LRP1 belongs to a family of seven members related to the LDL receptor (Lillis et al., 2008). Deletion of the LRP1 gene leads to embryonic lethality in mice (Herz et al., 1992). It has been reported to bind a wide variety of extracellular molecules, including lipoproteins, proteases and their inhibitors, ECMs and growth factors (Lillis et al., 2008). Whereas LRP1 is widely expressed in different cell types, its expression is altered in breast cancer cells. In these cells, this alteration correlates with the invasiveness of the cancer (Lillis et al., 2008). How LRP1 mediates HSP90α signaling to promote HK migration remains largely unclear. A number of reports linked LRP1 signaling to the PDGF receptor. Activation of the PDGF receptor led to LRP1 tyrosine phosphorylation (Broucher et al., 2002; Loukinova et al., 2002). However, we observed that downregulation of LRP1 had little effect on TGFα-stimulated HK migration (Cheng et al., 2008) or PDGF-BB-stimulated dermal fibroblast migration (C.-F.C. and W.L., unpublished). Nonetheless, the main discovery of this work, that the HSP90α-LRP1 autocrine loop plays an essential role in hypoxia-driven cell migration, may have broad implications.
Materials and Methods
Primary human neonatal keratinocytes (HKs) were purchased from Clonetics (San Diego, CA) and cultured in EpiLife medium with added human keratinocyte growth supplements (HKGS), according to the manufacturer's instructions. HKs at passages four to five were used in all the experiments throughout this study. Native rat-tail type I collagen was from BD Biosciences (Bedford, MA). Colloidal gold (gold chloride, G4022) was purchased from Sigma (St Louis, MI). The cDNAs that encode HIF1α (WT), HIF1αCA5 (constitutively active) and HIF1αΔNBΔAB (dominant negative) were gifts from Gregg Semenza (Johns Hopkins University, Baltimore, MA). Anti-HIF1α antibody (#610958) and anti-HIF1β antibody (#611078) were from BD Transduction Laboratories (Lexington, KY). Anti-HSP90α antibody (SPA-840) for western analysis and anti-HSP90α neutralizing antibody (SPS-771) were from Stressgen (Victoria, BC, Canada). Recombinant HSP90α was prepared in our laboratory as previously described (Cheng et al., 2008). Anti-LRP1/CD91 neutralizing antibody was purchased from Progen Biotechnik (Heidelberg, Germany).
Multi-chamber OxyCycler C42 from BioSpherix (Redfield, NY) was used as an oxygen content controller in this study. This equipment allows creation of a full-range oxygen content regulation from 0.1% to 99.9%, as well CO2 control from 0.1% to 20.0%. All media used in hypoxia experiments were pre-incubated in the chambers with the designated oxygen content overnight.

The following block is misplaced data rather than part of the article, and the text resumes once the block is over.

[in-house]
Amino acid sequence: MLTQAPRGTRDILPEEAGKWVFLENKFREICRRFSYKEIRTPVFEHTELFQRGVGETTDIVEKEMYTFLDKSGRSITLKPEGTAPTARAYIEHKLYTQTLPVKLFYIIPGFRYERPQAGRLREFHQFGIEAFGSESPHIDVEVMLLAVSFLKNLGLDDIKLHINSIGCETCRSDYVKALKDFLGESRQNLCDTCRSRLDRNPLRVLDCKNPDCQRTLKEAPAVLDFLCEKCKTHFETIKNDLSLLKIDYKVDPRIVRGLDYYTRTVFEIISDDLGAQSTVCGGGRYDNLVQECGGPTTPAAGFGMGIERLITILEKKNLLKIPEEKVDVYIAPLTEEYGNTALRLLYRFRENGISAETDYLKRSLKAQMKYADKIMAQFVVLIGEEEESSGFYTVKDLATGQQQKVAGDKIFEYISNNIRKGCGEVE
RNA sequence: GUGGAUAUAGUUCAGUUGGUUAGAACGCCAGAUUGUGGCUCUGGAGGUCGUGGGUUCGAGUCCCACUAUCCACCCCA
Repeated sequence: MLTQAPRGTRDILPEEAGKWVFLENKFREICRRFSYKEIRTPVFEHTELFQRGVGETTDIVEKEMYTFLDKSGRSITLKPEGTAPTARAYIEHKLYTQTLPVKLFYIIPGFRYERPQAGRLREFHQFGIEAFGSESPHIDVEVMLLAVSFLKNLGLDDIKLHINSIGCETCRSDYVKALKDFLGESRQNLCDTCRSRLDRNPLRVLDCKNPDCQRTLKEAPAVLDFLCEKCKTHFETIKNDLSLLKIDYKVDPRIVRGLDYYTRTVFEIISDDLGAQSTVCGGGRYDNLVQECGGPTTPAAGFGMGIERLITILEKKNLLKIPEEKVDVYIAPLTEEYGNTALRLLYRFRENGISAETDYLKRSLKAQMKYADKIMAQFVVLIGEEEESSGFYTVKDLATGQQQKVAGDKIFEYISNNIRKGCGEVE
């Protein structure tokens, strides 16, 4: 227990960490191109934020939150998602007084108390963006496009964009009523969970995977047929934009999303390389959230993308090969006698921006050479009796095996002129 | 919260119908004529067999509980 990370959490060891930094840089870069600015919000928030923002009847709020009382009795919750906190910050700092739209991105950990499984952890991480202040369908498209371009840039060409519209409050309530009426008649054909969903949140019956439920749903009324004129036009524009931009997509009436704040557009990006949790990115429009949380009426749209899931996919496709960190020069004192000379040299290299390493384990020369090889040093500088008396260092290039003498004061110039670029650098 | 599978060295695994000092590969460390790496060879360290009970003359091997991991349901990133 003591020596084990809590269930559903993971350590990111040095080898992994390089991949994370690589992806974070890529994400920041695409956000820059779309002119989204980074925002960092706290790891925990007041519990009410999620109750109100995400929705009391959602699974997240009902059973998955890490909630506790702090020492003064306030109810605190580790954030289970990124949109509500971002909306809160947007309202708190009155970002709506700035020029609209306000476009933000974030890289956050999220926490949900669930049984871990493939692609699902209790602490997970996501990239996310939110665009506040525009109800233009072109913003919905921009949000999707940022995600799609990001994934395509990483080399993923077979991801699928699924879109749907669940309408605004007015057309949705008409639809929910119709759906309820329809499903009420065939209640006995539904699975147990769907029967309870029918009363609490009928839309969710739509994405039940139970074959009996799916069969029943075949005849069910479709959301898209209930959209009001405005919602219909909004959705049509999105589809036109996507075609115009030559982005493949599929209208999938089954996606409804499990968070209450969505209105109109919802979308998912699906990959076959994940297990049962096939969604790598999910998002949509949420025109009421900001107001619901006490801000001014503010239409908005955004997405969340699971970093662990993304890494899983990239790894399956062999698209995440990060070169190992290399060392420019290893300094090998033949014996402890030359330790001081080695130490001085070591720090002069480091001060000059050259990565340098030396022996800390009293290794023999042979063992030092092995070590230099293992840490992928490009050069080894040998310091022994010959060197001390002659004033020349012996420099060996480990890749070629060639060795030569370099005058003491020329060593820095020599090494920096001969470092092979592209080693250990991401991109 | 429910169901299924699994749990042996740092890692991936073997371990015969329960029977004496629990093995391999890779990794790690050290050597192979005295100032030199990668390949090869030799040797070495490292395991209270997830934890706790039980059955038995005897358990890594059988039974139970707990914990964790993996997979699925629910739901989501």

Cell migration assays
An updated protocol for the colloidal gold cell motility assay, including data and statistical analysis, and a recently modified in vitro wound-healing assay (including procedures for pre-coating with ECMs, cell plating, scratching and quantification of migration data) were recently described by us (Li et al., 2004; Fan et al., 2006).
Sub-cloning, production of lentivirus stocks and infection
Wild-type or mutant HIF1α cDNAs were inserted into the lentivirus-derived vector pRRLsinhCMV at BamHI-EcoRI sites, tested, and confirmed as previously described (Li et al., 2007).
FG-12 RNAi delivery system
Four potential sites were selected and synthesized using the RNAi Selection Program (Yuan et al., 2004). The effectiveness of synthetic double strand siRNA in downregulation of LRP1/CD91 was measured in 293 cells by transfection and the cell lysates blotted with a corresponding anti-LPR1 antibody. The two most effective RNAi sequences were cloned into the lentiviral RNAi delivery vector, FG-12, as previously described (Qin et al., 2003). The two selected RNAi sequences (sense) against human LRP1 were used for FG-12 cloning, as previously described (Cheng et al., 2008).
We wish to thank Greg Semenza for the cDNAs of HIF1 and HIF1 mutants. This study was supported by NIH grant GM/AR67100-01 (to W.L.) and AR46538 (to D.T.W.). Deposited in PMC for release after 12 months.